Is someone out there actually demanding that a sexy, beautiful and talented star like Beyonce defend the shape of her body?!?
I am saddened that this is such an issue, but it will give me a chance to speak out against a sickness that has been plaguing our country. Our obsession defining beauty only being in the form of rail-thin women must stop.
Since when is "curvy" a four-letter word? Since when is size 10 considered "plus sized?" Well, that's what it is in the modeling industry, which is just ridiculous. And I love how people use the P.C. phrase "full figured," to describe a woman they feel is a bit overweight. It doesn't mean "overweight," of course, but it's the way people say it that clues me in to their real meaning.
Why are people not judging us by our character? Why are we subjected to public scrutiny if our body does not fit a very tiny "ideal." Who comes up with these ideals anyway?
I can see wanting to be healthy and toned by not over eating and maintaining regular exercise, but demanding that we are a certain size? That's like saying, oh, I'm sorry, you're not a blond or you don't have blue eyes. Or, your skin is too light or too dark. Can we say Nazis?
Hello! Women are SUPPOSED to have fat. Women are SUPPOSED to have curves. Ever wonder why super skinny / super active women do not have regular periods? It's because they do not have enough fat on their bodies! When a woman's body fat drops below a certain critical level, her body changes. The estrogen production actually decreases to pre-puberty levels!
You may say - well, this is just the rant of a woman who doesn't fit the size 4 and below ideal. I have to say I have never been a size 4 and will never be that small no matter what. I am not built that way. But I also have a pretty positive body image. Sure, I want to be healthier and stronger, and yes, as a result, less cellulite and a lower percentage of body fat. But my size does not define who I am or my self-worth.
I believe that as long as I strive to take care of myself: feeding my body good food; giving my body good exercise; feeding my mind; being true to myself; knowing who I am and what I want; that makes me a woman, a force to be reckoned with, not some weight-obsessed waif who only believes her worth lies in the hands of those who care nothing more for her than what she looks like. Yes! I blame women for giving others this power to tell us how we should feel about ourselves.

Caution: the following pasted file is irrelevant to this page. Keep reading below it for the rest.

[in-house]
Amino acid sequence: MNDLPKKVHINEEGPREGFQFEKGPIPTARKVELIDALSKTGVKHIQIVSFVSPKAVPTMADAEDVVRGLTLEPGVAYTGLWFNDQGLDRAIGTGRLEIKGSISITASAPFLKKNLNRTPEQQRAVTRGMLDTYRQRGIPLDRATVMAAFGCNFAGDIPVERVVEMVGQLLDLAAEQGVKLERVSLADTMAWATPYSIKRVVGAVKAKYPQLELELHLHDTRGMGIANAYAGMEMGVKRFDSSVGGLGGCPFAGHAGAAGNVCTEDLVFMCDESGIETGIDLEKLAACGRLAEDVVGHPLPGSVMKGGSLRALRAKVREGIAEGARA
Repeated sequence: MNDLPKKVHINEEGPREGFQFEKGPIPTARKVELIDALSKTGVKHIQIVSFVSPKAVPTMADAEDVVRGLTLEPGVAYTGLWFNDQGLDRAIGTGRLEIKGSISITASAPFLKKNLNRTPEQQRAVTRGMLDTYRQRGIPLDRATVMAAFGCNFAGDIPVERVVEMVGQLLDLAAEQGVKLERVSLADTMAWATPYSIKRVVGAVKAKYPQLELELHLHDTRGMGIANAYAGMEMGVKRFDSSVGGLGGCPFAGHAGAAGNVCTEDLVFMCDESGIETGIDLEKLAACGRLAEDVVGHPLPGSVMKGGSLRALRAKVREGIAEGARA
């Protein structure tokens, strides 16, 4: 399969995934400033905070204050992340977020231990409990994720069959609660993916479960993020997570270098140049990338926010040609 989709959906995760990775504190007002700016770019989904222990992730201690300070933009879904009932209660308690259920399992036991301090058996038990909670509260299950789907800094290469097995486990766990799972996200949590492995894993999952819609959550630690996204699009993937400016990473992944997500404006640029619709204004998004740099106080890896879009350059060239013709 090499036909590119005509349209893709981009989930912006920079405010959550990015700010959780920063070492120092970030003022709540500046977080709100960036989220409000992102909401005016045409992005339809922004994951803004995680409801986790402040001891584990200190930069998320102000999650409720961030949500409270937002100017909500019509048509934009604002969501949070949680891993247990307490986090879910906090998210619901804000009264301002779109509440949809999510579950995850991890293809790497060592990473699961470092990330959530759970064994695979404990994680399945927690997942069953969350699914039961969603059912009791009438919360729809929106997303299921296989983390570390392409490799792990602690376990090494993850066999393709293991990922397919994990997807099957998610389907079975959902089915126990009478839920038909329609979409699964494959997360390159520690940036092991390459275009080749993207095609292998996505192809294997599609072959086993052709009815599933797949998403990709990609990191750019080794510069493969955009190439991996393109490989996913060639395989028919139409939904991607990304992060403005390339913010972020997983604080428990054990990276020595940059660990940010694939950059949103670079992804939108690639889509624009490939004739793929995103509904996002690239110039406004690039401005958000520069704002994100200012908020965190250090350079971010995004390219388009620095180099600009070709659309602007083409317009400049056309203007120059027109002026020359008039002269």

Ahem. My rant is almost over. I only have left to say that so many of our nation's youth and adults, for that matter, struggle with their self-image as a result of people telling them they aren't good enough because of their weight. Look at all the people with eating disorders. I can't deny that I believe there would be eating disorders regardless of the media objectifying women and telling us that we need to look a certain way to be beautiful, but I think that it is multiplied exponentially by the images we see and the opinions of those we look to for guidance.
It makes me furious that people out there actually believe that they are qualified and entitled to judge people like that. And then the rest of us tend to follow suit and think it's okay for us to make these kinds of deductions. I myself have been guilty of saying things like "whoa, she should not be wearing that," when I've seen an overweight woman wearing a bikini and strutting her stuff on a beach. What I should have been saying is "good for you!" If she feels confident and beautiful in her own skin and wants a good tan, more power to her.
If "skinny" is all people use as a template for judging a person's worth, then I believe their own insecurities are being transferred to those they pass judgement on and that's sad.
Hey, for those of you who need a reminder of what the world through the ages has thought about women with full figures:
Venus of Willendorf: 24,000-22,000 B.C. - a representation of fertility, femininity and beauty.
Marilyn Monroe: reportedly a size 12-14 - a woman just oozing sex appeal.
And of course, the woman who should remain exactly as she is: (tell me she doesn't look good).
I'm not going to say that "real women have curves," because it's not about your exterior that defines who you are as a person.
I think that statement is just as shallow as believing that you have to be thin. Some women are thin no matter what they eat; it's their genetics AND it doesn't mean they're healthy.
Some people may think that it's not realistic to focus only on inner beauty, and perhaps they're right because that's not the only thing we see when we initially look at a person - but there has to be a way to keep young women from believing that they would be much better off in this world if they were outwardly beautiful instead of smart, kind or talented. We should be teaching our kids about their contribution to this world and how to make it a better place, not just praising them on how pretty or how handsome they are.
I read something a long time ago that discussed the psychology of influence; and a woman was more persuasive if she had an attractive personality rather than if she was physically attractive.
Just stuck with me.
BTW, I think what Dove has been doing with their current "Campaign for Real Beauty" really hits a sweet spot for women out there. The advertising side of me realizes that their using this emotional connection to sell product. But when a company really understands their market and takes steps to walk their talk (like putting programs in place to boost teen self-esteem) - they deserve to sell more soap!